The Final Station is a recently released tinyBuild published title, developed by the two man studio Do My Best. Set in a post-apocalyptic world, The Final Station felt part-mystery, part-survival, and part-horror all wrapped up in a side-scroller. The world has already been "visited" once, and the topic remains a concern even years after. However, in the wake of new events, the world militarizes quickly in response and it becomes up to you, a lowly train engineer, to see your way through the pieces.
With the world in shambles, the game revolves around your attempt to survive. You're able to bring other survivors along for the ride, but it is in no way required. You’ll gain necessary supplies and currency for keeping the survivors alive on your train, so it is in your best interest to save as many as possible. As you travel the landscape in your train, you'll end up at various stops along the way to hunt for new loot, weapons, salvageable items, and even clues to just what' s happening around you. However, it's not a simple matter of jumping off the train and moving about; an infectious disease has begun to ravage the land and turn everyone into bizarre shadow-like creatures intent on ripping remaining survivors to shreds.
Using a controller for this game felt natural and intuitive, which the left thumb stick controlling movement and the right controlling my aim for my weapons. While the crosshair only extended a short distance from my character, it added a nice challenge in aiming for headshots when I could. Granted, there were plenty of times I felt I had things perfectly lined up only to miss with my valuable ammo, but that's why melee is a capable backup. The game is fully playable with a mouse and keyboard setup, if you don’t want to use a controller with the PC version of the game.
Ramping up the survival and horror aspects of the game is the limited supply of items and weapons. Ammo is scarce while items for crafting are even moreso. The game becomes a balance between trying not to waste ammo in surprise, keeping survivors alive and fed, and managing your train. There are generally more enemies at stations than you may have ammo for, so being conscious of your bullet count is key, especially when there are rooms with up to 10 creatures. Between stations, you’ll be spending your time on the train, listening to passenger’s conversations and attempting to keep the train in working order. While the survivors may have additional info regarding the outbreak and state of the world, they are also potentially starving, injured, and more. The train carries a supply of medkits and food, but you'll have to craft more in order to keep them alive as you make stop after stop.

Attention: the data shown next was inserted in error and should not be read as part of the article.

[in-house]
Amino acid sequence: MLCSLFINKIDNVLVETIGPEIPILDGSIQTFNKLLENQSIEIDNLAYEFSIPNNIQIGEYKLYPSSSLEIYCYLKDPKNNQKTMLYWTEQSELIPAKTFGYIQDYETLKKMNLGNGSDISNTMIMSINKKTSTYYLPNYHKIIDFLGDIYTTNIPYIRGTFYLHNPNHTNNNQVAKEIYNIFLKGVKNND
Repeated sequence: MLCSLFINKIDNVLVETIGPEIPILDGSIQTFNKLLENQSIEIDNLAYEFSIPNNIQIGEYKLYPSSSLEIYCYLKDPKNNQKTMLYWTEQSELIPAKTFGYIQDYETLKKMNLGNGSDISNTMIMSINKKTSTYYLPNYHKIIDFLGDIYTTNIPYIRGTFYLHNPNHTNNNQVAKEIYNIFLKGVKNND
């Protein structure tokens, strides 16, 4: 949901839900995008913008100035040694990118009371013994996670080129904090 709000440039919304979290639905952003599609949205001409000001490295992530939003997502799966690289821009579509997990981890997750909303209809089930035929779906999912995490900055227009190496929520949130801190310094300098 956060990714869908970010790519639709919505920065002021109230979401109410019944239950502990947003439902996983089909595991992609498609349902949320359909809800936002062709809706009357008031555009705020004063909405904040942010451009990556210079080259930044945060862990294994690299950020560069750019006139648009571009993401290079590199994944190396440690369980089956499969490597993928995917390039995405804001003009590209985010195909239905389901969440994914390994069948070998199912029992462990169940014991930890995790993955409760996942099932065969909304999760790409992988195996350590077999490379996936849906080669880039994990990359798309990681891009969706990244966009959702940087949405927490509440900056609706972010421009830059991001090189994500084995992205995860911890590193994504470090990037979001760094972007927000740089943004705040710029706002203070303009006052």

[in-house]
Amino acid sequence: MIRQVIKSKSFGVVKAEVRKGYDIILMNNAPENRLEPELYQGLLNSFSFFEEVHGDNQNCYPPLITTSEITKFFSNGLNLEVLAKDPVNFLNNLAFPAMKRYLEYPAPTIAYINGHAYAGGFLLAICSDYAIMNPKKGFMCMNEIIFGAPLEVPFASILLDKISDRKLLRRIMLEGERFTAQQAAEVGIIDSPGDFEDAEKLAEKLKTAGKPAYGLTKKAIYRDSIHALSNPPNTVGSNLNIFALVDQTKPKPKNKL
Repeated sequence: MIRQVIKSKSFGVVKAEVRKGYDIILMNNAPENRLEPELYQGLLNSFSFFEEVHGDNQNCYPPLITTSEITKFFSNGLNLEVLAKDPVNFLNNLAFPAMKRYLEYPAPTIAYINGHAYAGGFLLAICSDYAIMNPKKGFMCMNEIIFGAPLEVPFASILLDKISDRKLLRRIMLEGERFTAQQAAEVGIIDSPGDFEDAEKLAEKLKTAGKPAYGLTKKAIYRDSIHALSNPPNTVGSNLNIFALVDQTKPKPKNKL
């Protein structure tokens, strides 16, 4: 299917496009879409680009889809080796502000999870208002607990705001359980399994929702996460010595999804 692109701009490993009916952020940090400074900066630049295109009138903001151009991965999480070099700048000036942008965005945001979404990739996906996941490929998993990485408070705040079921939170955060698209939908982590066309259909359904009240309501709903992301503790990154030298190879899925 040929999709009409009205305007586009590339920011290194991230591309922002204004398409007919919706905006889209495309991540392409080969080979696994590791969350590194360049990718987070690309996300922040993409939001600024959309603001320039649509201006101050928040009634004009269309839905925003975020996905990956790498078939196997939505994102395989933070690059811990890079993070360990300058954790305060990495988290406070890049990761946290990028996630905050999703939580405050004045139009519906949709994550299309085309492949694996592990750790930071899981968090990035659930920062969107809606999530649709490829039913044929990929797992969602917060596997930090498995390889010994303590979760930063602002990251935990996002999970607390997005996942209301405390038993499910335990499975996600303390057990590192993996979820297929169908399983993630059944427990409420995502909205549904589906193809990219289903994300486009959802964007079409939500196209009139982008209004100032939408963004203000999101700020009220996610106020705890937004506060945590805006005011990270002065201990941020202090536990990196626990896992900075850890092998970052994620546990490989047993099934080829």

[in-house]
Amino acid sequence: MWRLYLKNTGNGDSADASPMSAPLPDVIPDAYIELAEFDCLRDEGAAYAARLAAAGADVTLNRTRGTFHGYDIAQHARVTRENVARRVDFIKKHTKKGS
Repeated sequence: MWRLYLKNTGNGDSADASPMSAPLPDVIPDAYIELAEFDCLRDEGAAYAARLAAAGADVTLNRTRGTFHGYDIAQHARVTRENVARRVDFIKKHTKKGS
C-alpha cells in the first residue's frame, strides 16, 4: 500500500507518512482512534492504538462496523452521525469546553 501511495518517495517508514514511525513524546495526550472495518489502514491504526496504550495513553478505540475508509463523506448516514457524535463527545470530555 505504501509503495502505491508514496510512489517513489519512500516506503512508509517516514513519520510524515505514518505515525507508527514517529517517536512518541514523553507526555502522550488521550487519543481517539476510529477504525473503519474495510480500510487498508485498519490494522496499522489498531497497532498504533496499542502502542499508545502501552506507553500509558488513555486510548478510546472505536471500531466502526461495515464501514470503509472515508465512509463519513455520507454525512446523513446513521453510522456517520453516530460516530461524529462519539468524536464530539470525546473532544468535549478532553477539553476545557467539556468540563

Eventually, you'll reach massive station hubs that still have living and breathing humans. It's here where your survivors and any looted valuables come into place. Survivors can be worth their weight in gold as delivering them safely provides cash bonuses. Cash, in turn, can be used to upgrade your weapons or to buy additional items. Who doesn't want better guns? This places a major question on your head: do you save the survivors you find at the station towns, or do you prefer to kill them outright for loot and less hassle? It's a tough call, but I will say I did manage to do a decent job in saving survivors every chance I could.
The Final Station is a very well made game and one I thoroughly enjoyed. The game is creepy, has a great world and story that I'm still eager to see more about. While it had a bit of a slow start at first, the game quickly ramped up and kept me moving. While the pixel art appearance may be a turn off for some players, I feel The Final Station has a great retro look and style that meshed perfectly with the gameplay.
Note: The Final Station review is based on a digital PC copy of the game, provided by the publisher.